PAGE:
Quotation Marks: What they Are, How to Use them
Let’s look at some examples of how to properly punctuate these different usages.
Using periods and commas with quotation marks
In American usage, place periods and commas inside of quotation marks. To quote someone’s exact words, begin the quote with open quotation marks, and end the quote with a period or comma and closing quotation marks.
- The instructor said, “Your assignment was due on Friday.”
- “I am finally home,” Sally announced as she plopped down on the couch.
It is common to begin quotes with a comma before the opening quotation mark. But, this is not required in all writing styles. As is true with most writing rules, the most important thing is to keep your writing consistent.
For instance, if you’re splitting a quote into two separate parts, you should end the first section with a comma placed inside of the quotes, then begin the second section with another comma inside the quotes:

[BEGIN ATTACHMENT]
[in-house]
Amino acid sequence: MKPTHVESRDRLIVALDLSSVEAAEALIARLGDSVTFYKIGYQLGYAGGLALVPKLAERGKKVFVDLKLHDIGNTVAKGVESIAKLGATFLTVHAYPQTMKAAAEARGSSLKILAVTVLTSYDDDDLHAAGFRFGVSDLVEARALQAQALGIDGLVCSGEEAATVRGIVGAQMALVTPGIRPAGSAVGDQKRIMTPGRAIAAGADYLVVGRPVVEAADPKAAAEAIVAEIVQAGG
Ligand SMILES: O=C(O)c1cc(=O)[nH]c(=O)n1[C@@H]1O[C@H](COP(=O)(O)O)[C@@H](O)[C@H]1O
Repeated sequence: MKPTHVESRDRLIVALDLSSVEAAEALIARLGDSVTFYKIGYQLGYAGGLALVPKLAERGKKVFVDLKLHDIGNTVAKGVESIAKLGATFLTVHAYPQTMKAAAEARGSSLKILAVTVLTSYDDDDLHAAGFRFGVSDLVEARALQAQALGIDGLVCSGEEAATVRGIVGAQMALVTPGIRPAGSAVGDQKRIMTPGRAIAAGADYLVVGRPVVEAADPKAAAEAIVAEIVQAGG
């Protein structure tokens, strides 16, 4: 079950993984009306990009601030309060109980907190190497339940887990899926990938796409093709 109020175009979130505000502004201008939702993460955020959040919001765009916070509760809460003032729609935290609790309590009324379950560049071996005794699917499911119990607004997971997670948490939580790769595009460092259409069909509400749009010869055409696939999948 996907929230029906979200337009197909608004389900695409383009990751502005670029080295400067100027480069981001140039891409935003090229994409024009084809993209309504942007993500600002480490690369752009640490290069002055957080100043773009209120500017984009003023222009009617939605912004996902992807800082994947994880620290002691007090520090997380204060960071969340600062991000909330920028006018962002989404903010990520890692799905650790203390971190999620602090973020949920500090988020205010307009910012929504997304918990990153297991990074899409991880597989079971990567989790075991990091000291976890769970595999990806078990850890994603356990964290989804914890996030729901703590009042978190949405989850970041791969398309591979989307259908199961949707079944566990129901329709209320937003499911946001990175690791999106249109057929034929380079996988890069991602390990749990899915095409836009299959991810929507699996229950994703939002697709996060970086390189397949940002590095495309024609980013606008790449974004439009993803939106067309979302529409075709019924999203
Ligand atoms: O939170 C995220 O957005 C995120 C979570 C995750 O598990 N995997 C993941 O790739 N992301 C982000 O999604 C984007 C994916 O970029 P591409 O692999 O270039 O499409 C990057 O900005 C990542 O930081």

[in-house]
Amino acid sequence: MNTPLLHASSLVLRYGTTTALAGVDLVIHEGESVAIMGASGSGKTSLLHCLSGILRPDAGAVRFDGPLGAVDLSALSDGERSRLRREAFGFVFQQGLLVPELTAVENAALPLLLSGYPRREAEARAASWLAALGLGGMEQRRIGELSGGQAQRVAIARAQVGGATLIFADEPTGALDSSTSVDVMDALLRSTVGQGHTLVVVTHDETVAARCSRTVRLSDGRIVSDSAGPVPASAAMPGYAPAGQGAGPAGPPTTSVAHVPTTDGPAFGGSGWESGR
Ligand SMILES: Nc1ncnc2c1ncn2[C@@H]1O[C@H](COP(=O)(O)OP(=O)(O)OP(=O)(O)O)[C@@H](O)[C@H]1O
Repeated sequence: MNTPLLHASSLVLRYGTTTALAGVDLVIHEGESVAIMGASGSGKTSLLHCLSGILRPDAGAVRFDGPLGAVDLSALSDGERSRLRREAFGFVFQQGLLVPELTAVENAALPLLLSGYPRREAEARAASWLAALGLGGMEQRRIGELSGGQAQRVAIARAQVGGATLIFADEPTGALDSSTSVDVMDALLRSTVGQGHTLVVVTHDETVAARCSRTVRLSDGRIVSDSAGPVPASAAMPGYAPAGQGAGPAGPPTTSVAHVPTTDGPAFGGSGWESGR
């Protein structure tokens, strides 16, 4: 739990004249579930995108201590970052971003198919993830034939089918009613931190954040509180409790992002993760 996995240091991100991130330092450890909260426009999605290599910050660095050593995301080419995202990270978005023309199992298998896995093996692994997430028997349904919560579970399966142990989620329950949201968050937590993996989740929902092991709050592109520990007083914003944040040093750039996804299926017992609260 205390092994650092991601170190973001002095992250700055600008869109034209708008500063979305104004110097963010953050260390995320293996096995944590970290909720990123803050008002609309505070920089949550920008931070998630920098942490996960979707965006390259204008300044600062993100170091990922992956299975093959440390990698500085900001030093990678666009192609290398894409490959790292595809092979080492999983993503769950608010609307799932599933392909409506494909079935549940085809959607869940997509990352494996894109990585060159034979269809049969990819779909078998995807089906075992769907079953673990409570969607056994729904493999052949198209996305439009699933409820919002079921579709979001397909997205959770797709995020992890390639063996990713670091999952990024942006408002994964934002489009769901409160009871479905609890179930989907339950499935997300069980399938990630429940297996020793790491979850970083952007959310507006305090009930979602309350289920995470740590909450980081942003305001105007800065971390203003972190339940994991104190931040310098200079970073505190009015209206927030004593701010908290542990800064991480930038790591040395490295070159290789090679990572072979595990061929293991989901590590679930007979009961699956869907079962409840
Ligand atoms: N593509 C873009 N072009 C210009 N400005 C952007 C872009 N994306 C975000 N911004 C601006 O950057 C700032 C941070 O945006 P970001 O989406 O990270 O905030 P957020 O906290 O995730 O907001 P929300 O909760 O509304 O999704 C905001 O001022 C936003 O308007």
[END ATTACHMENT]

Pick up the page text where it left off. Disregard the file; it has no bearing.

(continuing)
For example: “The problem is,” Tony said, “that storm is coming in too quickly.”
Note: punctuating British vs. American English
Americans place periods and commas inside the quotation marks, but those in the UK do the opposite. In British English, all punctuation marks should be placed outside of the quotation marks unless the punctuation is a part of the material being quoted.
British English also uses single quotation marks for standard quotes and double quotation marks for quotes within a quote.
However, Americans do the opposite. The double quotation marks are used for standard quotes, while single quotations are used when quoting something within another quote.
- American English: “I remember his favorite saying, ‘Don’t count your chickens before they hatch.’”
- British English: ‘I remember his favorite saying, “Don’t count your chickens before they hatch.”’